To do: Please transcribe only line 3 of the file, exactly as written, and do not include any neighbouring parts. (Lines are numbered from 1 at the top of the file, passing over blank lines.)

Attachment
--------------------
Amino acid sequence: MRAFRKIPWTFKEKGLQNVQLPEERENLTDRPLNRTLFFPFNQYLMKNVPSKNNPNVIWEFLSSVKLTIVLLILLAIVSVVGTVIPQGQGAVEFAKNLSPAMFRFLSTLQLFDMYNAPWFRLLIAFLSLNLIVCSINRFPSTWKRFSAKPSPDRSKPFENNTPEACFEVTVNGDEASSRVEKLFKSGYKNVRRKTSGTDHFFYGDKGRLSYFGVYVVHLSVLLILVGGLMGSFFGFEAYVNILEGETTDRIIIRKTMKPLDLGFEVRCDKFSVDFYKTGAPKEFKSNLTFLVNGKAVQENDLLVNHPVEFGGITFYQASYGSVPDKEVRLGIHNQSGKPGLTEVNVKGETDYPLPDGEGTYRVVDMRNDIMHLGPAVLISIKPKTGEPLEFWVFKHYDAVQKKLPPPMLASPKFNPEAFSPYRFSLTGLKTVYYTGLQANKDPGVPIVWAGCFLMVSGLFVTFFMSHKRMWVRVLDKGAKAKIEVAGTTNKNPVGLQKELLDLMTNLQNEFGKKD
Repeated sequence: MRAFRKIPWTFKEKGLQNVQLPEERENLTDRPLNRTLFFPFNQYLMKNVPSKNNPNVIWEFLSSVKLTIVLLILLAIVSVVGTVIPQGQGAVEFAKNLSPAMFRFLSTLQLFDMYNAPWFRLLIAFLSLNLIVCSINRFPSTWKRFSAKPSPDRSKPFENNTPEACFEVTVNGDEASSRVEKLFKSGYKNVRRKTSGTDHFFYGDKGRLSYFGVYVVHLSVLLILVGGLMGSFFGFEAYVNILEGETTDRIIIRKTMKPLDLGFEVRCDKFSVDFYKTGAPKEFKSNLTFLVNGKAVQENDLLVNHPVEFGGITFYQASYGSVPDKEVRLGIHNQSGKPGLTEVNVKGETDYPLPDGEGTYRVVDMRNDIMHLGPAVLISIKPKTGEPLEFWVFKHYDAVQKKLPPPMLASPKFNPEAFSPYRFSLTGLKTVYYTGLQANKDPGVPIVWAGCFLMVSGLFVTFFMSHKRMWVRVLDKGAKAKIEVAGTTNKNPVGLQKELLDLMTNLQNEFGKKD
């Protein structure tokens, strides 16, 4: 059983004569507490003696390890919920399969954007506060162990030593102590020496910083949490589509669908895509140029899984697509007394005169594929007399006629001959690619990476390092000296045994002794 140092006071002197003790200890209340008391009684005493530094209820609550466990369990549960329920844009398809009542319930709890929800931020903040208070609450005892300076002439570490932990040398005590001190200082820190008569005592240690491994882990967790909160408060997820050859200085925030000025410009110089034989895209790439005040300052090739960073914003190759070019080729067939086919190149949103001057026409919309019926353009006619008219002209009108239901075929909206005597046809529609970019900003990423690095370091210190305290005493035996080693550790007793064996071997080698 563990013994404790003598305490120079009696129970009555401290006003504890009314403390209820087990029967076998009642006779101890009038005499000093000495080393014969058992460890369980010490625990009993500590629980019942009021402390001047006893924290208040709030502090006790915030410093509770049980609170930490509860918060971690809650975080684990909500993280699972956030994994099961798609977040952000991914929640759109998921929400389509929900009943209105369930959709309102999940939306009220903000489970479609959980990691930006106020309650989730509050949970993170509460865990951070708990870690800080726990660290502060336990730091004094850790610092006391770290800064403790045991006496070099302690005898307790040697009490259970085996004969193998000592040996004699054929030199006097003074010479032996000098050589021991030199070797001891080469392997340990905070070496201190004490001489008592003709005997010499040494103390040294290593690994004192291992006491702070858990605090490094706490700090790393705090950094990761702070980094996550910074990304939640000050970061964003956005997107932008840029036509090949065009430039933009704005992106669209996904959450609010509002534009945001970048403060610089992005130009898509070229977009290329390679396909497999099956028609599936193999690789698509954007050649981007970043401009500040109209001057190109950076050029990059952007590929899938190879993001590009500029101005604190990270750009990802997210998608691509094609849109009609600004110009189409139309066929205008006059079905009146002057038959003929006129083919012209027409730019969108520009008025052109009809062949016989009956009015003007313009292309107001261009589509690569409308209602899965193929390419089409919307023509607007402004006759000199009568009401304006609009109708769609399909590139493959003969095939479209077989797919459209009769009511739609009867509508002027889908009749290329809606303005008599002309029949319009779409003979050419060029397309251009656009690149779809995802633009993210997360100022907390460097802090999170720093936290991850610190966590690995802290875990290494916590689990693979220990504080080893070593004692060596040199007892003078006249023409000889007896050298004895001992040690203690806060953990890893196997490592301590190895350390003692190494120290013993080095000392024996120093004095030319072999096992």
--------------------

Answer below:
């Protein structure tokens, strides 16, 4: 059983004569507490003696390890919920399969954007506060162990030593102590020496910083949490589509669908895509140029899984697509007394005169594929007399006629001959690619990476390092000296045994002794 140092006071002197003790200890209340008391009684005493530094209820609550466990369990549960329920844009398809009542319930709890929800931020903040208070609450005892300076002439570490932990040398005590001190200082820190008569005592240690491994882990967790909160408060997820050859200085925030000025410009110089034989895209790439005040300052090739960073914003190759070019080729067939086919190149949103001057026409919309019926353009006619008219002209009108239901075929909206005597046809529609970019900003990423690095370091210190305290005493035996080693550790007793064996071997080698 563990013994404790003598305490120079009696129970009555401290006003504890009314403390209820087990029967076998009642006779101890009038005499000093000495080393014969058992460890369980010490625990009993500590629980019942009021402390001047006893924290208040709030502090006790915030410093509770049980609170930490509860918060971690809650975080684990909500993280699972956030994994099961798609977040952000991914929640759109998921929400389509929900009943209105369930959709309102999940939306009220903000489970479609959980990691930006106020309650989730509050949970993170509460865990951070708990870690800080726990660290502060336990730091004094850790610092006391770290800064403790045991006496070099302690005898307790040697009490259970085996004969193998000592040996004699054929030199006097003074010479032996000098050589021991030199070797001891080469392997340990905070070496201190004490001489008592003709005997010499040494103390040294290593690994004192291992006491702070858990605090490094706490700090790393705090950094990761702070980094996550910074990304939640000050970061964003956005997107932008840029036509090949065009430039933009704005992106669209996904959450609010509002534009945001970048403060610089992005130009898509070229977009290329390679396909497999099956028609599936193999690789698509954007050649981007970043401009500040109209001057190109950076050029990059952007590929899938190879993001590009500029101005604190990270750009990802997210998608691509094609849109009609600004110009189409139309066929205008006059079905009146002057038959003929006129083919012209027409730019969108520009008025052109009809062949016989009956009015003007313009292309107001261009589509690569409308209602899965193929390419089409919307023509607007402004006759000199009568009401304006609009109708769609399909590139493959003969095939479209077989797919459209009769009511739609009867509508002027889908009749290329809606303005008599002309029949319009779409003979050419060029397309251009656009690149779809995802633009993210997360100022907390460097802090999170720093936290991850610190966590690995802290875990290494916590689990693979220990504080080893070593004692060596040199007892003078006249023409000889007896050298004895001992040690203690806060953990890893196997490592301590190895350390003692190494120290013993080095000392024996120093004095030319072999096992």